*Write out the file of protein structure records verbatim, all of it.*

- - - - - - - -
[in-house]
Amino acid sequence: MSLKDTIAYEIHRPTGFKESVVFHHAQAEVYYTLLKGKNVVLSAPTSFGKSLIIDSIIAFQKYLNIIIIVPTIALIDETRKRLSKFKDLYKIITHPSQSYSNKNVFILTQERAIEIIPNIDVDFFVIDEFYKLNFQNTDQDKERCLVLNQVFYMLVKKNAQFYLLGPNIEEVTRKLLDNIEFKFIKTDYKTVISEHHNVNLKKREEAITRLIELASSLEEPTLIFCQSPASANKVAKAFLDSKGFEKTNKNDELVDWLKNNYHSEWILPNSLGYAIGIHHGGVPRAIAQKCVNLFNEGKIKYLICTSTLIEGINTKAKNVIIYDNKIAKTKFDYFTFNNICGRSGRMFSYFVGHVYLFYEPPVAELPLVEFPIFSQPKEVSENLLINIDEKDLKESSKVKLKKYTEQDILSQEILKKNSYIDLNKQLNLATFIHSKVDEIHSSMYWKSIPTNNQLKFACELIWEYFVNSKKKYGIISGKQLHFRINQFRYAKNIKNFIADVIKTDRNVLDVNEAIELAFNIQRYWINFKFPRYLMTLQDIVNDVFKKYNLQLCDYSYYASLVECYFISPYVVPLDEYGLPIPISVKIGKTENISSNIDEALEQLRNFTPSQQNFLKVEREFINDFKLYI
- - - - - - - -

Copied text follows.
[in-house]
Amino acid sequence: MSLKDTIAYEIHRPTGFKESVVFHHAQAEVYYTLLKGKNVVLSAPTSFGKSLIIDSIIAFQKYLNIIIIVPTIALIDETRKRLSKFKDLYKIITHPSQSYSNKNVFILTQERAIEIIPNIDVDFFVIDEFYKLNFQNTDQDKERCLVLNQVFYMLVKKNAQFYLLGPNIEEVTRKLLDNIEFKFIKTDYKTVISEHHNVNLKKREEAITRLIELASSLEEPTLIFCQSPASANKVAKAFLDSKGFEKTNKNDELVDWLKNNYHSEWILPNSLGYAIGIHHGGVPRAIAQKCVNLFNEGKIKYLICTSTLIEGINTKAKNVIIYDNKIAKTKFDYFTFNNICGRSGRMFSYFVGHVYLFYEPPVAELPLVEFPIFSQPKEVSENLLINIDEKDLKESSKVKLKKYTEQDILSQEILKKNSYIDLNKQLNLATFIHSKVDEIHSSMYWKSIPTNNQLKFACELIWEYFVNSKKKYGIISGKQLHFRINQFRYAKNIKNFIADVIKTDRNVLDVNEAIELAFNIQRYWINFKFPRYLMTLQDIVNDVFKKYNLQLCDYSYYASLVECYFISPYVVPLDEYGLPIPISVKIGKTENISSNIDEALEQLRNFTPSQQNFLKVEREFINDFKLYI